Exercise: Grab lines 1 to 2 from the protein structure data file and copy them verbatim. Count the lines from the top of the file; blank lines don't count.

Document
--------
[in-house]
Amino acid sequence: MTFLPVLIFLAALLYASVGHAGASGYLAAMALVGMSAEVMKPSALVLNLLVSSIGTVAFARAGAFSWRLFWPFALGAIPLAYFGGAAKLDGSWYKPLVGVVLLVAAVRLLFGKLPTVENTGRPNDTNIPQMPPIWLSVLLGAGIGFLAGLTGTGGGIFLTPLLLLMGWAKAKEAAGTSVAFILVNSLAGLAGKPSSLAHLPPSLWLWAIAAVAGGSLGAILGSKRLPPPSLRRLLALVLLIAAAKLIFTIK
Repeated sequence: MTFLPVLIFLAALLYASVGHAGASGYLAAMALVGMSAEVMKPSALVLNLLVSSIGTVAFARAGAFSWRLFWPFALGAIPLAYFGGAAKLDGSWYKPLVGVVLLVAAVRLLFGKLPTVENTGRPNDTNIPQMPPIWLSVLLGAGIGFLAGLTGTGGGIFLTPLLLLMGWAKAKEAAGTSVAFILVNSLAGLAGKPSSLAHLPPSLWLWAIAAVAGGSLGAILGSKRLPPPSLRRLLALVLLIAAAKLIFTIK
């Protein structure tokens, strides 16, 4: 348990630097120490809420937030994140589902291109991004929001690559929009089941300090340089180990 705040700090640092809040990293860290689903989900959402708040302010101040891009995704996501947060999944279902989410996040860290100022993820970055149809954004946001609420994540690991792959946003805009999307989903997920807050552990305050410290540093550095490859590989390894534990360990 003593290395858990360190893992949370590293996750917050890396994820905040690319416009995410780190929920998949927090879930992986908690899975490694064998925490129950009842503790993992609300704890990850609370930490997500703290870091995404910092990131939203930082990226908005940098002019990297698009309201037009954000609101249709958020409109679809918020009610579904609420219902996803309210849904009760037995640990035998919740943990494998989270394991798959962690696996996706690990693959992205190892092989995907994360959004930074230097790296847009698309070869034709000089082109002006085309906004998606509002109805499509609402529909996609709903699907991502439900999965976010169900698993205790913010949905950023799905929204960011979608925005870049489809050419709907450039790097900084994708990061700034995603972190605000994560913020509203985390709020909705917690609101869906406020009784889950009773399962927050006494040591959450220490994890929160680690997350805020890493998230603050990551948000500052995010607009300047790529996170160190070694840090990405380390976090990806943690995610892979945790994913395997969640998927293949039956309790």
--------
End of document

[in-house]
Amino acid sequence: MTFLPVLIFLAALLYASVGHAGASGYLAAMALVGMSAEVMKPSALVLNLLVSSIGTVAFARAGAFSWRLFWPFALGAIPLAYFGGAAKLDGSWYKPLVGVVLLVAAVRLLFGKLPTVENTGRPNDTNIPQMPPIWLSVLLGAGIGFLAGLTGTGGGIFLTPLLLLMGWAKAKEAAGTSVAFILVNSLAGLAGKPSSLAHLPPSLWLWAIAAVAGGSLGAILGSKRLPPPSLRRLLALVLLIAAAKLIFTIK